The Security Council did, however, introduce a set of benchmarks (in Resolution 2386 in November 2017) for the JBVMM to become operational. These included facilitating full freedom of movement for UNISFA; opening border crossing corridors; reactivating the ad hoc committee for the Mile 14 area (which extends fourteen miles south of the Kiir Adem/Bahr el Arab river, abutting Abyei on the west, and which Sudan had bombed on several occasions); operationalising JBVMM sites outside Juba and Khartoum; and convening at least two JPSM meetings to resolve these issues. The resolution also decided that this would be the final extension of UNISFA support to the JBVMM unless these measures were taken. 

The UN Secretary-General’s latest report on Abyei, submitted to the Security Council earlier this month, asserts that Sudan and South Sudan have met these benchmarks. It notes that the JBVMM has made “notable progress as both governments have put considerable effort into implementing their agreements on the border”. Indeed, it identifies more progress in the previous five months on operationalising the JBVMM than had been made in the previous five years.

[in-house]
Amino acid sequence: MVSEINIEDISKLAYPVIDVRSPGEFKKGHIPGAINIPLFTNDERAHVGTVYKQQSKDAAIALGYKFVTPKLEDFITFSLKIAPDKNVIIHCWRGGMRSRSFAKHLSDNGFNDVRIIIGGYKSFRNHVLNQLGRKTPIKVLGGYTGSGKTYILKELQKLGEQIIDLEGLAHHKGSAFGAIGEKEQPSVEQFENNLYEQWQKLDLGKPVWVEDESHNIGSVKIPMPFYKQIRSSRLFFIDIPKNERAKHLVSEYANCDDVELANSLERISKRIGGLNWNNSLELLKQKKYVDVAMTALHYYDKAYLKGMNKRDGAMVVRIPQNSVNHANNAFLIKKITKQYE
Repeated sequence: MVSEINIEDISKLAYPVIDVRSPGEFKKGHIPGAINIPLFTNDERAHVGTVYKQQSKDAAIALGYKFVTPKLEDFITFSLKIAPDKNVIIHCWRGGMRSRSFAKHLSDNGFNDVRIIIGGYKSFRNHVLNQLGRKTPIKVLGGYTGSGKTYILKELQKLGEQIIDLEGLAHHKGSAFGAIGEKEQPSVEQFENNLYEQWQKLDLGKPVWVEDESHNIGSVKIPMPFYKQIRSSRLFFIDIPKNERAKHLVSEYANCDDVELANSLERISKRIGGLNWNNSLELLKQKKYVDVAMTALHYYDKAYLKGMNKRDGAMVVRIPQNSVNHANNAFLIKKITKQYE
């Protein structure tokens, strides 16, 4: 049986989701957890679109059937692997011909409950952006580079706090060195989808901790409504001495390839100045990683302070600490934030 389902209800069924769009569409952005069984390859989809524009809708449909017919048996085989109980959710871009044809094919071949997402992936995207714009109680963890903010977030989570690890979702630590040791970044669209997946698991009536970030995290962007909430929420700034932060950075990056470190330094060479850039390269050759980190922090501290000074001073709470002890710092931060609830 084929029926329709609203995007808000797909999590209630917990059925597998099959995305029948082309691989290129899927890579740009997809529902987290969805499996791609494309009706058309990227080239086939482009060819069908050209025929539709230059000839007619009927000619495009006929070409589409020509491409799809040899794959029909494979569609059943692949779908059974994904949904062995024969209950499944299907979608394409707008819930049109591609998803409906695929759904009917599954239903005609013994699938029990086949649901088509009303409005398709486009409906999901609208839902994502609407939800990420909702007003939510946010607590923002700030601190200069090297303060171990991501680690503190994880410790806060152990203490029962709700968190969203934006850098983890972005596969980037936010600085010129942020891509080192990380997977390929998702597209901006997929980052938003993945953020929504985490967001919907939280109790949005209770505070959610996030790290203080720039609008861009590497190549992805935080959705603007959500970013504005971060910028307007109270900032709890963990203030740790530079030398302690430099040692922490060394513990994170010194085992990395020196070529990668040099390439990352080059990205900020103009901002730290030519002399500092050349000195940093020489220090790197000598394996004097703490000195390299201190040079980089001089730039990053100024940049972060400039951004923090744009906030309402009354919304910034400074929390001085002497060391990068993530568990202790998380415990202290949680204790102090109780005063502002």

Most notably, Sudan and South Sudan have resumed discussions on border demarcation, identified border crossings to be opened in Phase I of the JBVMM’s deployment and reactivated the ad hoc committee for Mile 14. Progress on border crossings is crucial to support the movement of people and trade along the border, including the import of desperately needed food into South Sudan. The parties also have held JPSM meetings.

Beyond the border crossings referred to in the mandate, progress also has been made on humanitarian access. Three “humanitarian corridors” have been opened to allow the World Food Program to bring aid from Sudan into South Sudan.